Car, Stroller, Juice: Babies Understand When Words Are Related
Eye-tracking data reveal babies understand more of what we say than previously thought
The meaning behind infants’ screeches, squeals and wails may frustrate and confound sleep-deprived new parents. But at an age when babies cannot yet speak to us in words, they are already avid students of language.
“Even though there aren’t many overt signals of language knowledge in babies, language is definitely developing furiously under the surface,” said Elika Bergelson, assistant professor of psychology and neuroscience at Duke University.
Bergelson is the author of a surprising 2012 study showing that six– to nine-month-olds already have a basic understanding of words for food and body parts. In a new report, her team used eye-tracking software to show that babies also recognize that the meanings of some words, like car and stroller, are more alike than others, like car and juice.
By analyzing home recordings, the team found that babies’ word knowledge correlated with the proportion of time they heard people talking about objects in their immediate surroundings.
“Even in the very early stages of comprehension, babies seem to know something about how words relate to each other,” Bergelson said. “And already by six months, measurable aspects of their home environment predict how much of this early level of knowledge they have. There are clear follow-ups for potential intervention work with children who might be at-risk for language delays or deficits.”
The study appears the week of Nov. 20 in the Proceedings of the National Academy of Sciences.
To gauge word comprehension, Bergelson invited babies and their caregivers into a lab equipped with a computer screen and few other infant distractions. The babies were shown pairs of images that were related, like a foot and a hand, or unrelated, like a foot and a carton of milk. For each pair, the caregiver (who couldn’t see the screen) was prompted to name one of the images while an eye-tracking device followed the baby’s gaze.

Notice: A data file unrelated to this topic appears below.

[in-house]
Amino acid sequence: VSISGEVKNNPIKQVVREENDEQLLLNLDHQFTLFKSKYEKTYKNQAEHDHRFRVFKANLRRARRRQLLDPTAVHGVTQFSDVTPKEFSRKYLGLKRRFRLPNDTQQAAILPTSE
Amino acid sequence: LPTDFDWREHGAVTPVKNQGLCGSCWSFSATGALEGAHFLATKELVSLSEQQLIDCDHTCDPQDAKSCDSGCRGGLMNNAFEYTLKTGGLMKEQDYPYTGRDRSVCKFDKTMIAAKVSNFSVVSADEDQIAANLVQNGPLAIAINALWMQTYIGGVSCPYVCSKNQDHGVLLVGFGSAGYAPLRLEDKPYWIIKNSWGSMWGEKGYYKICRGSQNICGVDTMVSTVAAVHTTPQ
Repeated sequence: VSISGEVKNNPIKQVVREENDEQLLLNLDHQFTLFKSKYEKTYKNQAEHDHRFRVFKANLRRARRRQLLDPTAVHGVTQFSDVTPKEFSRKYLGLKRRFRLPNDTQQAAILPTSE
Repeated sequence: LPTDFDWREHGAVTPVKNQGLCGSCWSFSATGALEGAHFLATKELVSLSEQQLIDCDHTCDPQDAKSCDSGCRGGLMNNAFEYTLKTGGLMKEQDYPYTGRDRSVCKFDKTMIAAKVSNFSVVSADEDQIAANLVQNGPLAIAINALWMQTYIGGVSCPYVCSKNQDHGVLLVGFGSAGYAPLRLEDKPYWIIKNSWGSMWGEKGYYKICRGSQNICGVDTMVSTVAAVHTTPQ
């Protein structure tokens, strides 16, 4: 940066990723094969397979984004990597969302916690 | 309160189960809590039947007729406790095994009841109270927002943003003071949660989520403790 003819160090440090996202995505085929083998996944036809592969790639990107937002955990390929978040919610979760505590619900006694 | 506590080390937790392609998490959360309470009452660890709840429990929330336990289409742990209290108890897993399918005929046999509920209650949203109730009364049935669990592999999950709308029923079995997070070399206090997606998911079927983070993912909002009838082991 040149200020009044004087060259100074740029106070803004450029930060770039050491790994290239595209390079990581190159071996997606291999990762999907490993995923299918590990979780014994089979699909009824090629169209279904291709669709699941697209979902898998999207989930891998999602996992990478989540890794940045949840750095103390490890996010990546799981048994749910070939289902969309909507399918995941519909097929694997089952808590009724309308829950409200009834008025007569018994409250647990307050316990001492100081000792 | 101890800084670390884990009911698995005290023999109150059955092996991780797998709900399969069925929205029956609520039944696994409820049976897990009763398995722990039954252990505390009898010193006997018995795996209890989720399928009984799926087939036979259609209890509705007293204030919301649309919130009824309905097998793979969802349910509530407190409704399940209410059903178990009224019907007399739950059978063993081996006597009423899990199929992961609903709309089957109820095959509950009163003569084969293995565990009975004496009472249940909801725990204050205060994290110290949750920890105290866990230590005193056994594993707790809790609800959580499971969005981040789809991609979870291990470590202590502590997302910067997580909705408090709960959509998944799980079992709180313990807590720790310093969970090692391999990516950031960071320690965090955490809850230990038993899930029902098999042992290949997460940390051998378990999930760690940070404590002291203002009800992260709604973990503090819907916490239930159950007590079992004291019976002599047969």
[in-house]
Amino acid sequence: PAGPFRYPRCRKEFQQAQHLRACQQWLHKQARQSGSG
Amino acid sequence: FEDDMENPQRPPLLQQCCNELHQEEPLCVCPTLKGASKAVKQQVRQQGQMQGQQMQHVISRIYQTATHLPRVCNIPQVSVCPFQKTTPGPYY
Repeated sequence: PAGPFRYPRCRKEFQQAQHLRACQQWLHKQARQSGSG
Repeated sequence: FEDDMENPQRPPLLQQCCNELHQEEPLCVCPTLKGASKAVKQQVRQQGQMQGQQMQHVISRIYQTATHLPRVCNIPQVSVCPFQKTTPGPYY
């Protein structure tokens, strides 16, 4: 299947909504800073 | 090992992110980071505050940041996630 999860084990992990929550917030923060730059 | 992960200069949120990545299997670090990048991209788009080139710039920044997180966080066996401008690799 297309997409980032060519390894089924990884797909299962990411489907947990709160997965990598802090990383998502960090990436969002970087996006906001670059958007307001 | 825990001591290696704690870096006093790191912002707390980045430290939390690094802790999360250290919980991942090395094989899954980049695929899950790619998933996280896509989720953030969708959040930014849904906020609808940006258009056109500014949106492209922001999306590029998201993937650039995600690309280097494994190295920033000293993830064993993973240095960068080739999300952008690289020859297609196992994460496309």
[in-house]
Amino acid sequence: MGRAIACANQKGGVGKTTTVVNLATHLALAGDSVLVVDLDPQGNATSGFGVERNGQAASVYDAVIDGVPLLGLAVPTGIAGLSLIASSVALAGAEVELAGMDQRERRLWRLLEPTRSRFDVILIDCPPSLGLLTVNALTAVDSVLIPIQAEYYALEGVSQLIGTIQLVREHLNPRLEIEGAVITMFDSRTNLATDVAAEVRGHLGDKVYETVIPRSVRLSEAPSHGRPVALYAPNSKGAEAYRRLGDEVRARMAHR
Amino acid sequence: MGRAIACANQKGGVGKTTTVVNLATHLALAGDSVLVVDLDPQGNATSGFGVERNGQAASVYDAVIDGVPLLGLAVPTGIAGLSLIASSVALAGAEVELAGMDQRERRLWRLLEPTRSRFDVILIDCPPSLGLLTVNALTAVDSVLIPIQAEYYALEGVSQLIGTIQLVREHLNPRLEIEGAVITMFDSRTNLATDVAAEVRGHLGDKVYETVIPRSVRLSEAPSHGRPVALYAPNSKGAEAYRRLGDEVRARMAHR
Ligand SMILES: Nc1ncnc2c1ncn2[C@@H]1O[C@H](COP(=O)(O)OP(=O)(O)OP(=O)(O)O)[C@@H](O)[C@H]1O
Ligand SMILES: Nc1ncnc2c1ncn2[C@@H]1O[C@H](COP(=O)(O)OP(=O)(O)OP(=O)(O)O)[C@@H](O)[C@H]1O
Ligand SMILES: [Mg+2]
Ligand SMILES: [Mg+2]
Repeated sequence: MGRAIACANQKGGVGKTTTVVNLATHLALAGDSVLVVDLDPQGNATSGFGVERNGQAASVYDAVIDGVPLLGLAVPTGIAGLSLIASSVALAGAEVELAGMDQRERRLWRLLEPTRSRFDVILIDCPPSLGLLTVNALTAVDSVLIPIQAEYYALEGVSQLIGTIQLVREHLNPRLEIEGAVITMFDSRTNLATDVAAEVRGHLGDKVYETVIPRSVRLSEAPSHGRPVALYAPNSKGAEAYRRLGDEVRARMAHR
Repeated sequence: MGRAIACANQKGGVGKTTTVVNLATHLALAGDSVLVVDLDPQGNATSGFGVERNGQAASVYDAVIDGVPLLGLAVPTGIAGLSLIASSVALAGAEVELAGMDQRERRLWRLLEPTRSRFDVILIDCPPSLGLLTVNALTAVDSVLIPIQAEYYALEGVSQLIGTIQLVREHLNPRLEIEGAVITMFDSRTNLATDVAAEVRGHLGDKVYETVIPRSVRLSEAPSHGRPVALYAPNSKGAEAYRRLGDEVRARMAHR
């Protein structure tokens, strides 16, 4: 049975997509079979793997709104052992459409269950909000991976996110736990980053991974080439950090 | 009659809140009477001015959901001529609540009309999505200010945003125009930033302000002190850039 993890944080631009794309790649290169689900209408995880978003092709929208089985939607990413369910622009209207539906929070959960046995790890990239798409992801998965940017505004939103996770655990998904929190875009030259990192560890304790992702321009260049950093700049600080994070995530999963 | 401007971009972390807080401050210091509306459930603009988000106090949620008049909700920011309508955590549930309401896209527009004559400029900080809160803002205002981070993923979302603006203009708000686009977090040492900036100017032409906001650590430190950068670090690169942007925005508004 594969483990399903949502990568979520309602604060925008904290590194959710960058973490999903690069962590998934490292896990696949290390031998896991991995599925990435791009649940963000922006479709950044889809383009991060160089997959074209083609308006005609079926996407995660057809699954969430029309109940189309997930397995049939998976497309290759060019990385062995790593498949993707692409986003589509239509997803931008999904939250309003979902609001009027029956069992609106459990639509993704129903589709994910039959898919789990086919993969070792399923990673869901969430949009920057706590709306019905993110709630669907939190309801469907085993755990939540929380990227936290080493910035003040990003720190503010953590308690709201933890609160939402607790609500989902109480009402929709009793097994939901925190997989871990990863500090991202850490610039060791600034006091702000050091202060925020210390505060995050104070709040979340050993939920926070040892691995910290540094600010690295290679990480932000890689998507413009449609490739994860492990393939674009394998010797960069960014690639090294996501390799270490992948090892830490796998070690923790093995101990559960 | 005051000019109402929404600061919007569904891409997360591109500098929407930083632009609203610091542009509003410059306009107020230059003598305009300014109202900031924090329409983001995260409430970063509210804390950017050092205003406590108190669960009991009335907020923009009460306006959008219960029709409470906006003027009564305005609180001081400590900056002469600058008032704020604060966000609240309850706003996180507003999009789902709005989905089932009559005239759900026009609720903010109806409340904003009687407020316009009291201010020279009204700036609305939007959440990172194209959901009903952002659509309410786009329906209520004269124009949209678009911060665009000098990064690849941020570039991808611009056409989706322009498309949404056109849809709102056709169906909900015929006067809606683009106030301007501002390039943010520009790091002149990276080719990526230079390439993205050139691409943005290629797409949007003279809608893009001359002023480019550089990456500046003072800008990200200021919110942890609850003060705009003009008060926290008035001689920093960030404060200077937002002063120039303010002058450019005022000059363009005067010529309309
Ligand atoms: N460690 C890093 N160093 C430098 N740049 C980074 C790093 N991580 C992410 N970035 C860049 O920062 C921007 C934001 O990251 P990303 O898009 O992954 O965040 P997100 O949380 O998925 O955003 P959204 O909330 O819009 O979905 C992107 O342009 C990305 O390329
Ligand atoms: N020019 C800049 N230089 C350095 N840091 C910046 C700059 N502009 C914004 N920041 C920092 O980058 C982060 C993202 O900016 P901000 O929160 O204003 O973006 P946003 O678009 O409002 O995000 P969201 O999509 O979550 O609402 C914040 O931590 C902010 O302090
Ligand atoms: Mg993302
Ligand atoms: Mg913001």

Bergelson found that babies spent more time looking at the image that was named when the two images were unrelated than when they were related.
“They may not know the full-fledged adult meaning of a word, but they seem to recognize that there is something more similar about the meaning of these words than those words,” Bergelson said.
Bergelson then wanted to investigate how babies’ performance in the lab might be linked to the speech they hear at home. To peek into the daily life of the infants, she sent each caregiver home with a colorful baby vest rigged with a small audio recorder and asked them to use the vest to record day-long audio of the infant. She also used tiny hats fitted with lipstick-sized video recorders to collect hour-long video of each baby interacting with his or her caregivers.
Combing through the recordings, Bergelson and her team categorized and tabulated different aspects of speech the babies were exposed to, including the objects named, what kinds of phrases they occurred in, who said them, and whether or not objects named were present and attended to.
“It turned out that the proportion of the time that parents talked about something when it was actually there to be seen and learned from correlated with the babies’ overall comprehension,” Bergelson said.
For instance, Bergelson said, if a parent says, “here is my favorite pen,” while holding up a pen, the baby might learn something about pens based on what they can see. In contrast, if a parent says, “tomorrow we are going to see the lions at the zoo,” the baby might not have any immediate clues to help them understand what lion means.
“This study is an exciting first step in identifying how early infants learn words, how their initial lexicon is organized, and how it is shaped or influenced by the language that they hear in the world that surrounds them,” said Sandra Waxman, a professor of psychology at Northwestern University who was not involved in the study.
But, Waxman cautions, it is too early in the research to draw any conclusions about how caregivers should be speaking to their infants.
“Before anyone says ‘this is what parents need to be doing,’ we need further studies to tease apart how culture, context and the age of the infant can affect their learning,” Waxman said.
“My take-home to parents always is, the more you can talk to your kid, the better,” Bergelson said. “Because they are listening and learning from what you say, even if it doesn’t appear to be so.”
This research was supported by grants from the National Institutes of Health (T32 DC000035, DP5-OD019812, HD-037082).
CITATION: "The Nature and Origins of the Lexicon in Six-month-olds," Elika Bergelson and Richard Aslin. Proceedings of the National Academy of Sciences, Nov. 20, 2017. DOI: 10.1073/pnas.1712966114